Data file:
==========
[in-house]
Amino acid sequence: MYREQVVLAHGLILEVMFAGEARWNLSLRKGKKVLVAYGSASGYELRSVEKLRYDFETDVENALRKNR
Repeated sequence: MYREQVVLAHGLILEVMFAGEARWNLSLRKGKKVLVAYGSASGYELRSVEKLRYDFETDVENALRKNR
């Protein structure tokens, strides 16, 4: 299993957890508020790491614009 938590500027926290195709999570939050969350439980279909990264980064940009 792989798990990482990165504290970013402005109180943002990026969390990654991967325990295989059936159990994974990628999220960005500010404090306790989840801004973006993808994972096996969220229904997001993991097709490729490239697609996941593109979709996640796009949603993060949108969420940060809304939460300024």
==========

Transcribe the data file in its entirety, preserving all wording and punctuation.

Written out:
[in-house]
Amino acid sequence: MYREQVVLAHGLILEVMFAGEARWNLSLRKGKKVLVAYGSASGYELRSVEKLRYDFETDVENALRKNR
Repeated sequence: MYREQVVLAHGLILEVMFAGEARWNLSLRKGKKVLVAYGSASGYELRSVEKLRYDFETDVENALRKNR
């Protein structure tokens, strides 16, 4: 299993957890508020790491614009 938590500027926290195709999570939050969350439980279909990264980064940009 792989798990990482990165504290970013402005109180943002990026969390990654991967325990295989059936159990994974990628999220960005500010404090306790989840801004973006993808994972096996969220229904997001993991097709490729490239697609996941593109979709996640796009949603993060949108969420940060809304939460300024």